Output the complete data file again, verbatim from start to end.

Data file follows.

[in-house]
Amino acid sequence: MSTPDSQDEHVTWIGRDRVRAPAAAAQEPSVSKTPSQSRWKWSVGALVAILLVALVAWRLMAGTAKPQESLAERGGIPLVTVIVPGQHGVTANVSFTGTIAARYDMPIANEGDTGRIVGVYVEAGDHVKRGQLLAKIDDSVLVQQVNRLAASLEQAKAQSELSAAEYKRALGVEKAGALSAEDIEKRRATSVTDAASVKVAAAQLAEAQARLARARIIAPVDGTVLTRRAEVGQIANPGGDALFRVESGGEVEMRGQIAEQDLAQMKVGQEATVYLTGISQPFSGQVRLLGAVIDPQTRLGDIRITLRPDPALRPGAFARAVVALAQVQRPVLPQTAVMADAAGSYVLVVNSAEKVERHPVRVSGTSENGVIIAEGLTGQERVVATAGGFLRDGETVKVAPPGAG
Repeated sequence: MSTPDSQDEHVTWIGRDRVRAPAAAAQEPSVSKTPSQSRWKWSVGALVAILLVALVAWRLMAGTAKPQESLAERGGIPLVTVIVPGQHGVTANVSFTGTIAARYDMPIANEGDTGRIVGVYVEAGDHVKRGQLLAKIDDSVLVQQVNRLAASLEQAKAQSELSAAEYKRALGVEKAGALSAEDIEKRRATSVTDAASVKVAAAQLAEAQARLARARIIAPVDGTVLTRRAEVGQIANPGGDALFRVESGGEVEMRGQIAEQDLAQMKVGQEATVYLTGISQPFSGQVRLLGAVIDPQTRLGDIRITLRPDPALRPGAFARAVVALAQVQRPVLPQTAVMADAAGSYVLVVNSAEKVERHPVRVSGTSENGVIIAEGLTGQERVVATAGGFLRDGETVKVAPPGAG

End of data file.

[in-house]
Amino acid sequence: MSTPDSQDEHVTWIGRDRVRAPAAAAQEPSVSKTPSQSRWKWSVGALVAILLVALVAWRLMAGTAKPQESLAERGGIPLVTVIVPGQHGVTANVSFTGTIAARYDMPIANEGDTGRIVGVYVEAGDHVKRGQLLAKIDDSVLVQQVNRLAASLEQAKAQSELSAAEYKRALGVEKAGALSAEDIEKRRATSVTDAASVKVAAAQLAEAQARLARARIIAPVDGTVLTRRAEVGQIANPGGDALFRVESGGEVEMRGQIAEQDLAQMKVGQEATVYLTGISQPFSGQVRLLGAVIDPQTRLGDIRITLRPDPALRPGAFARAVVALAQVQRPVLPQTAVMADAAGSYVLVVNSAEKVERHPVRVSGTSENGVIIAEGLTGQERVVATAGGFLRDGETVKVAPPGAG
Repeated sequence: MSTPDSQDEHVTWIGRDRVRAPAAAAQEPSVSKTPSQSRWKWSVGALVAILLVALVAWRLMAGTAKPQESLAERGGIPLVTVIVPGQHGVTANVSFTGTIAARYDMPIANEGDTGRIVGVYVEAGDHVKRGQLLAKIDDSVLVQQVNRLAASLEQAKAQSELSAAEYKRALGVEKAGALSAEDIEKRRATSVTDAASVKVAAAQLAEAQARLARARIIAPVDGTVLTRRAEVGQIANPGGDALFRVESGGEVEMRGQIAEQDLAQMKVGQEATVYLTGISQPFSGQVRLLGAVIDPQTRLGDIRITLRPDPALRPGAFARAVVALAQVQRPVLPQTAVMADAAGSYVLVVNSAEKVERHPVRVSGTSENGVIIAEGLTGQERVVATAGGFLRDGETVKVAPPGAG